You can take the adaptive martial arts course by creating an account on the HDI Learning page and then following this link to the course module.  

For questions about the course or the Adaptive Martial Art Association, please email Darrell Mattingly at

Staff Photo of Darrell Mattingly

Executive Order extends Mattingly’s appointment to the KY Statewide Independent Living Council

On May 21, 2021, an Executive Order was issued by Governor Andy Beshear that extends Darrell Mattingly’s appointment to the KY Statewide Independent Living Council until 2024. Mattingly, a Computer Specialist at HDI also serves on the Hart-Supported Living Council.

The Statewide Independent Living Council, known simply as SILC, is a federally mandated, governor-appointed council. The majority of members are individuals with disabilities. The SILC is required to develop, monitor and review a state plan, in conjunction with the state Department for Aging and Independent Living (DAIL), that addresses the independent needs in our state; develop and support a statewide network of Independent Living Centers; submit periodic reports to DAIL, coordinate activities with the state Rehabilitation Council; and ensure all regularly scheduled meetings of the SILC are open to the public and provide reasonable accommodations when requested with a one-week notice.

Congratulations, Darrell!

two male martial artists shaking hands; one man is wearing white and is standing and the other man is wearing black and uses a wheelchair for mobility. Three martial artists are shown in the background.

HDI to partner with the Adaptive Martial Arts Association

The Kentucky Inclusive Health Collaborative at the UK Human Development Institute is excited to partner with the Adaptive Martial Arts Association (AMAA) to develop training modules for a web-based certificate course for instructors to increase capacity for adaptive martial arts in their academies. These modules will raise awareness about disabilities, promote the use of universal design, and share successful implementation strategies to support martial artists of all abilities. The creation of this course will help fulfill the AMAA’s mission of expanding opportunities and inclusion for people with disabilities through education, support, and promotion of health and physical fitness in martial arts.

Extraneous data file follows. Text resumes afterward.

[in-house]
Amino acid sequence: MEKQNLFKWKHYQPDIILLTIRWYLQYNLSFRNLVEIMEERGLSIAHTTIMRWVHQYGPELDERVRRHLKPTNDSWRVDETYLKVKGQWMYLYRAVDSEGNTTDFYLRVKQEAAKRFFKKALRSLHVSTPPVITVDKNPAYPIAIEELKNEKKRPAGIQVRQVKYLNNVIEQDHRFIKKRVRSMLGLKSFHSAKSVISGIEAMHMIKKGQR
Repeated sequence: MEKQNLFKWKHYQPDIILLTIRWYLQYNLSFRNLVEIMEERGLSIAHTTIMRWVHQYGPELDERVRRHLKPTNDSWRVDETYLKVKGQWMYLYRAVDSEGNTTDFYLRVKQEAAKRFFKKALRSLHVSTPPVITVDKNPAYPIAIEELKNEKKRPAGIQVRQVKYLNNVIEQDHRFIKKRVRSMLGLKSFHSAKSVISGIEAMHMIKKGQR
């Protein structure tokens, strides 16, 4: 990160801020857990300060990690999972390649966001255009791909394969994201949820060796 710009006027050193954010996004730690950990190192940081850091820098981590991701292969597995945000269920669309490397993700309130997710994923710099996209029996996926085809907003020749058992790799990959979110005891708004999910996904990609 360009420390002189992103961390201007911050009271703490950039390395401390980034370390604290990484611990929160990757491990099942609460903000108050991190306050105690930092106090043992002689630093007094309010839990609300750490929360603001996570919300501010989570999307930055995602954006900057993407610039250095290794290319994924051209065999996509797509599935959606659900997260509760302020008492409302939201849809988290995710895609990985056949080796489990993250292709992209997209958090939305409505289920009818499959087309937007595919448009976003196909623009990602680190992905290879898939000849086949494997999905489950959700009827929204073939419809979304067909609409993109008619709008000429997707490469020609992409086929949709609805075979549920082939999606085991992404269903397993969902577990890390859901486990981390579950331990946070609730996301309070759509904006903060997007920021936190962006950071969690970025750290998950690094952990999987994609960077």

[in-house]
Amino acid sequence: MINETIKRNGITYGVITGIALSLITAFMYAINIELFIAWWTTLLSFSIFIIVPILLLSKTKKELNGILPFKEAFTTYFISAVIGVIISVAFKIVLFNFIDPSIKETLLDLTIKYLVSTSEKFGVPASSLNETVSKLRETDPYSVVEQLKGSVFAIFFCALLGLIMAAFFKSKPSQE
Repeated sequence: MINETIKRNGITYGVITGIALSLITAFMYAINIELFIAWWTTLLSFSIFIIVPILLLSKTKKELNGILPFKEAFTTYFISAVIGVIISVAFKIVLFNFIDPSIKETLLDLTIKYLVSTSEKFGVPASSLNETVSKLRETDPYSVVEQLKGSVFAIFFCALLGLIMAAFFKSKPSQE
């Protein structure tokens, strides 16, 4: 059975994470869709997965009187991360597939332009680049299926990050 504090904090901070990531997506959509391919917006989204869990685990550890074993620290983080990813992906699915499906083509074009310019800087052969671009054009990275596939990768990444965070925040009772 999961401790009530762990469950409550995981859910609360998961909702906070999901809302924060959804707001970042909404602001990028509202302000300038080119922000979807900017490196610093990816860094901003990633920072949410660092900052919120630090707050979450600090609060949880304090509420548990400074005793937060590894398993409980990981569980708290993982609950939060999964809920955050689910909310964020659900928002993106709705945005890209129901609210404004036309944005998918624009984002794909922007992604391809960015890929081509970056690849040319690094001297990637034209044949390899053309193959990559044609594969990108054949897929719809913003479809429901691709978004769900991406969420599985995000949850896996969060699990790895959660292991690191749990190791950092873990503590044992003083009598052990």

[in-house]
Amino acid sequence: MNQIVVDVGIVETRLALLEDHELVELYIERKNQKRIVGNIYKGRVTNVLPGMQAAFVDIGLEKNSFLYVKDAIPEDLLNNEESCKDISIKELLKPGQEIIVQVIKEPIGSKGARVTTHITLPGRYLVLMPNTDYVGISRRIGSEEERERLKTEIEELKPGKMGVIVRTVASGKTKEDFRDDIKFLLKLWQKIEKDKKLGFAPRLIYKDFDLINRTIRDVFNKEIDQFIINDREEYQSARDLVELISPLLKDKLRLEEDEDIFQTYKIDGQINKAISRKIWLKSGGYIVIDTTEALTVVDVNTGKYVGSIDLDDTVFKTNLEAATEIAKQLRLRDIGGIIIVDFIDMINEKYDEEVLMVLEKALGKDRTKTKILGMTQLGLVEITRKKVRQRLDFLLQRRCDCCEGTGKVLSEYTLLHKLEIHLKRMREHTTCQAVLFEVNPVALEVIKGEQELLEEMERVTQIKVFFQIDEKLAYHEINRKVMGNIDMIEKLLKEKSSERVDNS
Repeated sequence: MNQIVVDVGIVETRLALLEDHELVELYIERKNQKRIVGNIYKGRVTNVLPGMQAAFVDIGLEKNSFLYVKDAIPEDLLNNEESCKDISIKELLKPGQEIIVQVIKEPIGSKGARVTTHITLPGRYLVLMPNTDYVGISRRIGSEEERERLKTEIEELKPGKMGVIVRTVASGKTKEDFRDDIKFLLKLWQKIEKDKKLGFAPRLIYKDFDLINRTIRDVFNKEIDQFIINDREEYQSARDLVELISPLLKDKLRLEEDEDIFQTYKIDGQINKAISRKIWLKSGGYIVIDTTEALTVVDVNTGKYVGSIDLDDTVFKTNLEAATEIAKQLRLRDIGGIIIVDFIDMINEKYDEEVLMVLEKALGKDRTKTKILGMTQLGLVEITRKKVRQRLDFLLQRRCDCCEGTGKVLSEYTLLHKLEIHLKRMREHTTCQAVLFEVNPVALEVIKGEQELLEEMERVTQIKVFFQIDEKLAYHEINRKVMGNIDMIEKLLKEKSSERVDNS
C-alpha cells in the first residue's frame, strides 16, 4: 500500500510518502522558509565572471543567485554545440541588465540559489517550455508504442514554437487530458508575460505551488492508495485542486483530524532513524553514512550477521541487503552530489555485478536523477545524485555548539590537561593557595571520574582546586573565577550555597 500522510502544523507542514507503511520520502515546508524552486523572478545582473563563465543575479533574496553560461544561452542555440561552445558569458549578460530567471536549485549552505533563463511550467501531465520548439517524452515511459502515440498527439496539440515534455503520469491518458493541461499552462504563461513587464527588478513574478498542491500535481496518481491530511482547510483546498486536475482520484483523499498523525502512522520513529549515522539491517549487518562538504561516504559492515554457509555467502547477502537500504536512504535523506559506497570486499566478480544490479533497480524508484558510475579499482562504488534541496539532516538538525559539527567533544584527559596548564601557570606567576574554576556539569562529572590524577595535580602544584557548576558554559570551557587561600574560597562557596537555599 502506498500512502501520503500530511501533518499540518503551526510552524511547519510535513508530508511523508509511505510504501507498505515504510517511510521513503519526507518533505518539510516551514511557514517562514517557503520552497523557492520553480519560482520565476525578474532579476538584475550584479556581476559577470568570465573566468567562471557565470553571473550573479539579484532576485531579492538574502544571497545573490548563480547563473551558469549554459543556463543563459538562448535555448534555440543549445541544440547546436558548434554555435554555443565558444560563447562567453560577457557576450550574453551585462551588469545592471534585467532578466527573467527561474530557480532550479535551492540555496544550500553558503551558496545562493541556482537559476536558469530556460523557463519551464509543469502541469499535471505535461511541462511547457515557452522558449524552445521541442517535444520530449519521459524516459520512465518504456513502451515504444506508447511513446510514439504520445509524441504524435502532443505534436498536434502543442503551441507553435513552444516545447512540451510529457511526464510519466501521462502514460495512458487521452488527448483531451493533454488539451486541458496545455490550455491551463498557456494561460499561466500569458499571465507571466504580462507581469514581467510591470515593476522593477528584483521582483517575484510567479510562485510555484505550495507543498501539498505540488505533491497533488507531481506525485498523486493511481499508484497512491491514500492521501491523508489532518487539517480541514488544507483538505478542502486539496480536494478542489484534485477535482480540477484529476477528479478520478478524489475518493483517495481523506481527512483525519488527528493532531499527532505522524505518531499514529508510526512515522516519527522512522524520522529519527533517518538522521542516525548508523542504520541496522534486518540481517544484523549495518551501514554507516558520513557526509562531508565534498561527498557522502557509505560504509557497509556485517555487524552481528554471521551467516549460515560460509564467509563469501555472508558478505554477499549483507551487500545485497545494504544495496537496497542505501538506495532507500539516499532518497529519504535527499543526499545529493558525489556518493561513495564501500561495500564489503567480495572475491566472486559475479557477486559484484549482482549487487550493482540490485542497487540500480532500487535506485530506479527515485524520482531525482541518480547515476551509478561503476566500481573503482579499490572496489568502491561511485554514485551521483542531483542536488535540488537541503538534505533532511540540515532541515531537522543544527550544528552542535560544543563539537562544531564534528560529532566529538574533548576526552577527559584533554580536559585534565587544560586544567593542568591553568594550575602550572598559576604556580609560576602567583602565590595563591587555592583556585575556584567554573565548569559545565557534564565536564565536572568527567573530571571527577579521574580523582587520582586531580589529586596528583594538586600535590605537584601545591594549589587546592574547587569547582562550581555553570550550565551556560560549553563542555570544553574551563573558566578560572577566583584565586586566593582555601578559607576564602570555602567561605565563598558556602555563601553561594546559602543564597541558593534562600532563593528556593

Contact for more information.

Staff Photo of Darrell Mattingly

Governor Beshear appoints HDI Computer Specialist to Hart-Supported Living Council

Darrell Mattingly, Computer Specialist at UK Human Development Institute has been appointed by Governor Andy Beshear to serve a two-year term on the Hart-Supported Living Council. The Council is composed of 11 members and has statutory authority to make recommendations to the Cabinet for Health and Family Services regarding the delivery and quality of supported living services for people with disabilities.

The Hart-Supported Living Program began in 1992 and was amended in 2006. This law promotes opportunities to determine the kind and amount of natural supports desired by people with disabilities to live in a home of their choice and have access to participate in their local community. HDI has long been involved with Hart Supported Living, with staff having coordinating and Council membership roles. “Hart Supported Living promotes people with disabilities having control over their lives, and in determining what supports are needed to live in the community,” said Kathy Sheppard-Jones, Executive Director of HDI. “People with disabilities need to have the authority and responsibility to navigate their lives, as all people do. Darrell’s insights and genuinely caring approach makes him an asset to the Council and HDI”

Congratulations, Darrell!

Darrell Mattingly photo

HDI 50th Anniversary Spotlight on F. Darrell Mattingly, Jr.

HDI means “family.” We have common goals and values moving toward an ever changing but bright conclusion that we will never reach. Work goals, research, best practices flow like the tide; they come and go, but our values remain. As long as we stay true to our values and principles, HDI will remain a guiding star for the Commonwealth for many more years.
—F. Darrell Mattingly, Jr., HDI Web Developer